WW2 double cross to divert bombs from London 'made no difference', study shows

Rob Waugh
German WW2 V2 rocket in Peenemuende, Germany (Getty)

The V-2 was one of the most feared weapons of World War 2 - the first-ever long-range guided missile, which blasted London in the closing days of World War 2.

But a clever deception campaign by British spies to trick the Nazis into missing their targets actually did far less than people believed.

During the war, MI5 used its ‘Double Cross’ agents - German agents in Britain who had been ‘turned’ - to broadcast disinformation on where the rockets were going.

The spies hoped to convince the Nazis that their rockets were overshooting, thus convincing them to aim the rockets wrongly and miss.

But new research has shown that the rockets were so inaccurate - only striking within 18 miles of their target - that the ruse may not have had much effect.

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Steve Le Comber of Queen Mary, University of London, mapped V2 strikes using ‘geographic profiling’.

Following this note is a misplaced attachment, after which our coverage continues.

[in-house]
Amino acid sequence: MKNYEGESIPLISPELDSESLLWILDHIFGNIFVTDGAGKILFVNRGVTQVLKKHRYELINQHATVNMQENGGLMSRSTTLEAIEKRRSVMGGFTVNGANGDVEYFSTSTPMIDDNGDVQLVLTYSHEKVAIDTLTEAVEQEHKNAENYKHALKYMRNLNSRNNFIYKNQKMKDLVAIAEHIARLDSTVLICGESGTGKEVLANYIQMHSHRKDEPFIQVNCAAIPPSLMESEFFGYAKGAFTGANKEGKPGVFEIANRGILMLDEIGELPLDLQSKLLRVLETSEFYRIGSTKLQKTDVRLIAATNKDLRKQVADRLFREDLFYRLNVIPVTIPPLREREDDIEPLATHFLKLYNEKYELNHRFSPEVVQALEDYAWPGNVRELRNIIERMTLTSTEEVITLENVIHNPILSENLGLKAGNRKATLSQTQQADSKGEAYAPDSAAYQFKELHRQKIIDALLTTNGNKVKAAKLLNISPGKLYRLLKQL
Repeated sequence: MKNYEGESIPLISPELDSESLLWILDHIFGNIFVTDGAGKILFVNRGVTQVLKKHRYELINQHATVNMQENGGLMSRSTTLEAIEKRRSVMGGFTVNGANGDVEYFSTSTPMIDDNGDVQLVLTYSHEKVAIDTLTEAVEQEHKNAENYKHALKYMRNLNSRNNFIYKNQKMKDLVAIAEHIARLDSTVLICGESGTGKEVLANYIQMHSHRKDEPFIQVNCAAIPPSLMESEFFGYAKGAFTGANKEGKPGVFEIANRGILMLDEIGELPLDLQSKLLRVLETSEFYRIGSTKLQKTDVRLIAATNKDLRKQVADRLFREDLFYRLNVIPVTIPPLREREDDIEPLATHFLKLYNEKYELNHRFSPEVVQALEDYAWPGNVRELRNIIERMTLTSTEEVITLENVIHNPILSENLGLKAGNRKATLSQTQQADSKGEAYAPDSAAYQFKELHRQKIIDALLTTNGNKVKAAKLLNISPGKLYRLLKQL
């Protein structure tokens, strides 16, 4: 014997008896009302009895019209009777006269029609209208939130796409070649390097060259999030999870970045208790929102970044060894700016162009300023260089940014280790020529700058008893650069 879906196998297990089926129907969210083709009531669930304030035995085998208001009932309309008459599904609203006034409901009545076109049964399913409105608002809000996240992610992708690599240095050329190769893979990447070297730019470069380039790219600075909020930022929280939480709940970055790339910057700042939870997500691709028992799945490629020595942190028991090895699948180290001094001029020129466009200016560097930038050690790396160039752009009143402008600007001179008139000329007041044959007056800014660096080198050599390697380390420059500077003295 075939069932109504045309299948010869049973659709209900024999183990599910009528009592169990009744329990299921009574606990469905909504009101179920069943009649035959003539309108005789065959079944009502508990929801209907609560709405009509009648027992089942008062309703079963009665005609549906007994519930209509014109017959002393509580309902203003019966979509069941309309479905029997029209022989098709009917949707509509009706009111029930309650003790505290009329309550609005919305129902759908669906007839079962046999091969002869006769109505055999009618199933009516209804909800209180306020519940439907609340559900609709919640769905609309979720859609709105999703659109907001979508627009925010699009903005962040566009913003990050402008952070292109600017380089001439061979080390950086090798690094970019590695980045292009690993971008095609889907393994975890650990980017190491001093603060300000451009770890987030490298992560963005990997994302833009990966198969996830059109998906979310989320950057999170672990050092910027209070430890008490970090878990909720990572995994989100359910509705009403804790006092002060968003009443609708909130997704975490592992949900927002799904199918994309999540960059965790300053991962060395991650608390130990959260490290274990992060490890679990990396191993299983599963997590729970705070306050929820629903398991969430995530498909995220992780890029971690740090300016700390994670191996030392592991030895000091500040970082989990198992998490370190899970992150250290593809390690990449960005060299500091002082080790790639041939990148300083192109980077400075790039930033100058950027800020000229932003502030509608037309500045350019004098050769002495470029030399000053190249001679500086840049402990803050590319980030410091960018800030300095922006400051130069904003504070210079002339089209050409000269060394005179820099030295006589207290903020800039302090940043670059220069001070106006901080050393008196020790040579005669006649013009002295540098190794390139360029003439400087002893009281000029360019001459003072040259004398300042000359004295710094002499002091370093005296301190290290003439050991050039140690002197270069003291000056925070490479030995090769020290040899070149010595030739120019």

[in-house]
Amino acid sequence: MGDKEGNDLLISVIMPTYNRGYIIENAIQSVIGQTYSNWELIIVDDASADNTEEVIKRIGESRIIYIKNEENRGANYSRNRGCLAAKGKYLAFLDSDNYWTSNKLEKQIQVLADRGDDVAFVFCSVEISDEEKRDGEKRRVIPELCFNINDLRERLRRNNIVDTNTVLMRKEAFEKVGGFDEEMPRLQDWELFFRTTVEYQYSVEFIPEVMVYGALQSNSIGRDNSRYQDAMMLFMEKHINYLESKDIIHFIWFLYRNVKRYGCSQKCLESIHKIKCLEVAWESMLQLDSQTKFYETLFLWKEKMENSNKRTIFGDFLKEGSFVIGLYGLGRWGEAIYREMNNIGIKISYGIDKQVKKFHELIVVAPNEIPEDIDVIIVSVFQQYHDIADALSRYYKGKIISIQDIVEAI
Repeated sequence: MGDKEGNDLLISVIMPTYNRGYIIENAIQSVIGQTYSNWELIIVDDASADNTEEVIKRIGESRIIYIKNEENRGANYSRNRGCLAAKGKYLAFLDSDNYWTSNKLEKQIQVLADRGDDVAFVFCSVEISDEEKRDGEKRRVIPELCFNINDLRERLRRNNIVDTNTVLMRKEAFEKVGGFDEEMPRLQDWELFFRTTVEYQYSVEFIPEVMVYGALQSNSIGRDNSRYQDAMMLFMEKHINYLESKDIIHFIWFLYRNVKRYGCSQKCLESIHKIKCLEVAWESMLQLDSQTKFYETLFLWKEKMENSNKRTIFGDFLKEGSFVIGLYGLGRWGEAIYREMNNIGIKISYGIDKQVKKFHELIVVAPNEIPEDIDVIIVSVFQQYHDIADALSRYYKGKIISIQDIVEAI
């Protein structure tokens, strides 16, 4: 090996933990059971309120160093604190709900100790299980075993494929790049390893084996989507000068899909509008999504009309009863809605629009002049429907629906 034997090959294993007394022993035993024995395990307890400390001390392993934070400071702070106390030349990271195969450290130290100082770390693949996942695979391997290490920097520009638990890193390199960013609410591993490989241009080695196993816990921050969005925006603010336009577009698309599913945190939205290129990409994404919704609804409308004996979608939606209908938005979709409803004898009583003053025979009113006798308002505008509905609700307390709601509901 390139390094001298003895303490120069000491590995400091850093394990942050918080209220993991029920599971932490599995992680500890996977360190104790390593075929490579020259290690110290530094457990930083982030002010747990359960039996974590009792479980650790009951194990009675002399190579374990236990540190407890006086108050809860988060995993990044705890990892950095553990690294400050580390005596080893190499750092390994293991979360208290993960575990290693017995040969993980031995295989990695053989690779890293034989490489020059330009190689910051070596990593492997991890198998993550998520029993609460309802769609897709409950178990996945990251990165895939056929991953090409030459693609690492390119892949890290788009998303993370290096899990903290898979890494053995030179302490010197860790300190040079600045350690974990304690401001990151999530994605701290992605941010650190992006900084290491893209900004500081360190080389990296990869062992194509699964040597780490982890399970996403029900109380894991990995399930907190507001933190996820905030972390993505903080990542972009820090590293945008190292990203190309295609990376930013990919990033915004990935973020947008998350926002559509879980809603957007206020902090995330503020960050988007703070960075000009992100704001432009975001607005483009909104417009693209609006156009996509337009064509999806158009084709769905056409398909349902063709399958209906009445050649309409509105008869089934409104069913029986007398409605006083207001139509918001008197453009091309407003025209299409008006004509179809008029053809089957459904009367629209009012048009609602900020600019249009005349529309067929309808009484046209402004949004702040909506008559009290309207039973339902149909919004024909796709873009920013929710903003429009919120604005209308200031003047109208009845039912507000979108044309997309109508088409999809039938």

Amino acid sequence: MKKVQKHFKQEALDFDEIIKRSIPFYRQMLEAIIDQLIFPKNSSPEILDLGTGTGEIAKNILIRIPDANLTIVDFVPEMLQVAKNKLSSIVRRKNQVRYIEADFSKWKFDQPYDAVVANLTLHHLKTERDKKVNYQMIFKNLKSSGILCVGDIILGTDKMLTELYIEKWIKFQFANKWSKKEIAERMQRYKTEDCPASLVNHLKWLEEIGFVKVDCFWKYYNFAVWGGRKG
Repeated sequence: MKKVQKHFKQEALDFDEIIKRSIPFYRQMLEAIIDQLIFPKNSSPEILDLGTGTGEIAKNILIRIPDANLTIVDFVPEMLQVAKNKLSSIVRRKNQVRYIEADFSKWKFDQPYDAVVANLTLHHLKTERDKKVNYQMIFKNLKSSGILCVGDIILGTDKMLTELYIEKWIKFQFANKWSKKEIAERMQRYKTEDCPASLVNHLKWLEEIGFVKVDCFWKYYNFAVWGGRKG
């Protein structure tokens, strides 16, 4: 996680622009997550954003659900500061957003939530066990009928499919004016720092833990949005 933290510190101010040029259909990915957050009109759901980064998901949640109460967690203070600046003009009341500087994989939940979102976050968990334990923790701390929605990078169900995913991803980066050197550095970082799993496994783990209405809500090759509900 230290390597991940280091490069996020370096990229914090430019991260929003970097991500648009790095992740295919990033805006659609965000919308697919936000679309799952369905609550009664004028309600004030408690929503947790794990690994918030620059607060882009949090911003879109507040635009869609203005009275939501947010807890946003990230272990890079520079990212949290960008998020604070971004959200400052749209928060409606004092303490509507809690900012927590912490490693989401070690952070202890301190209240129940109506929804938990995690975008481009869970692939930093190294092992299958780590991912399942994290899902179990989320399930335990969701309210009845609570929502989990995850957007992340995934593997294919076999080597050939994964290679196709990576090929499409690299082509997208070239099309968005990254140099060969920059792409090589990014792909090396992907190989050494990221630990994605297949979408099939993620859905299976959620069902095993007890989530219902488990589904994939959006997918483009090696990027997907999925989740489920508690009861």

He found that the efforts of MI5 barely affected the targeting of the rockets at all.

Dr Le Comber told the Telegraph, ‘It was one of the most elegant and simple plans ever devised by the security services

'The V-2 rockets were far too fast to be shot down, so MI5 needed a new way of stopping them hitting important and built up areas.'

'When we ran the model the cluster barely moves at all over the four-week period.'

The V-2 rocket (and German scientists who had worked on it) helped to launch the space programme in the years after the war.

On October 24, 1946, soldiers and scientists saw the first images of our planet seen from space, taken by a camera mounted on a V-2 rocket.

The shots were snapped by a 35mm camera mounted on a German-designed V-2 rocket fired from the White Sands Missile Range.

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